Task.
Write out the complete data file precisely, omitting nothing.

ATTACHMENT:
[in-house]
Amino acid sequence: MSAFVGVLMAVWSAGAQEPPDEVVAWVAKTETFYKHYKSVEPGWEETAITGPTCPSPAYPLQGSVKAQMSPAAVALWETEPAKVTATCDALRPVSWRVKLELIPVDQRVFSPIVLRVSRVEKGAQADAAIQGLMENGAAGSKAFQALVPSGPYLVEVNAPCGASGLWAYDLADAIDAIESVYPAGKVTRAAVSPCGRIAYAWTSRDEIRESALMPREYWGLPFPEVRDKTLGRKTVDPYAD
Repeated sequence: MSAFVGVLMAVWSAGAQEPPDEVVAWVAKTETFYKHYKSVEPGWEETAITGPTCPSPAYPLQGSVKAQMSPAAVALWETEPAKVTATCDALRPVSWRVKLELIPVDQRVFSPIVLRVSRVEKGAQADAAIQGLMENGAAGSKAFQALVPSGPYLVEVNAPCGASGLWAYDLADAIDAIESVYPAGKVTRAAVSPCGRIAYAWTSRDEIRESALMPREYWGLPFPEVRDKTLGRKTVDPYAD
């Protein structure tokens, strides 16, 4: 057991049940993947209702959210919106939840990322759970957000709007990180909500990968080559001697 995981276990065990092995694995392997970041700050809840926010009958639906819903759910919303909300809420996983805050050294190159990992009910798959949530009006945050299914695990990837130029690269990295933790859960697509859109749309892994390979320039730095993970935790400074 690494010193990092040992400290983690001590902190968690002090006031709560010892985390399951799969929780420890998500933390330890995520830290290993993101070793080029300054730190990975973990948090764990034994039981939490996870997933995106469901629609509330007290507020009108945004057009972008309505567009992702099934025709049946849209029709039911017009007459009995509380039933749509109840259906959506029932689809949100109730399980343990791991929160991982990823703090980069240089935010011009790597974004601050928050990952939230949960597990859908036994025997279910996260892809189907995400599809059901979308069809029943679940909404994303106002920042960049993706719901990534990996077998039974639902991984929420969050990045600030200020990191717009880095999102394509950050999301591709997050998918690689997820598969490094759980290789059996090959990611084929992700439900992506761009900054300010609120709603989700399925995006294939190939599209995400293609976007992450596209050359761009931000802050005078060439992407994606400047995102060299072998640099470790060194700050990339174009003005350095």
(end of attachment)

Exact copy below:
[in-house]
Amino acid sequence: MSAFVGVLMAVWSAGAQEPPDEVVAWVAKTETFYKHYKSVEPGWEETAITGPTCPSPAYPLQGSVKAQMSPAAVALWETEPAKVTATCDALRPVSWRVKLELIPVDQRVFSPIVLRVSRVEKGAQADAAIQGLMENGAAGSKAFQALVPSGPYLVEVNAPCGASGLWAYDLADAIDAIESVYPAGKVTRAAVSPCGRIAYAWTSRDEIRESALMPREYWGLPFPEVRDKTLGRKTVDPYAD
Repeated sequence: MSAFVGVLMAVWSAGAQEPPDEVVAWVAKTETFYKHYKSVEPGWEETAITGPTCPSPAYPLQGSVKAQMSPAAVALWETEPAKVTATCDALRPVSWRVKLELIPVDQRVFSPIVLRVSRVEKGAQADAAIQGLMENGAAGSKAFQALVPSGPYLVEVNAPCGASGLWAYDLADAIDAIESVYPAGKVTRAAVSPCGRIAYAWTSRDEIRESALMPREYWGLPFPEVRDKTLGRKTVDPYAD
């Protein structure tokens, strides 16, 4: 057991049940993947209702959210919106939840990322759970957000709007990180909500990968080559001697 995981276990065990092995694995392997970041700050809840926010009958639906819903759910919303909300809420996983805050050294190159990992009910798959949530009006945050299914695990990837130029690269990295933790859960697509859109749309892994390979320039730095993970935790400074 690494010193990092040992400290983690001590902190968690002090006031709560010892985390399951799969929780420890998500933390330890995520830290290993993101070793080029300054730190990975973990948090764990034994039981939490996870997933995106469901629609509330007290507020009108945004057009972008309505567009992702099934025709049946849209029709039911017009007459009995509380039933749509109840259906959506029932689809949100109730399980343990791991929160991982990823703090980069240089935010011009790597974004601050928050990952939230949960597990859908036994025997279910996260892809189907995400599809059901979308069809029943679940909404994303106002920042960049993706719901990534990996077998039974639902991984929420969050990045600030200020990191717009880095999102394509950050999301591709997050998918690689997820598969490094759980290789059996090959990611084929992700439900992506761009900054300010609120709603989700399925995006294939190939599209995400293609976007992450596209050359761009931000802050005078060439992407994606400047995102060299072998640099470790060194700050990339174009003005350095």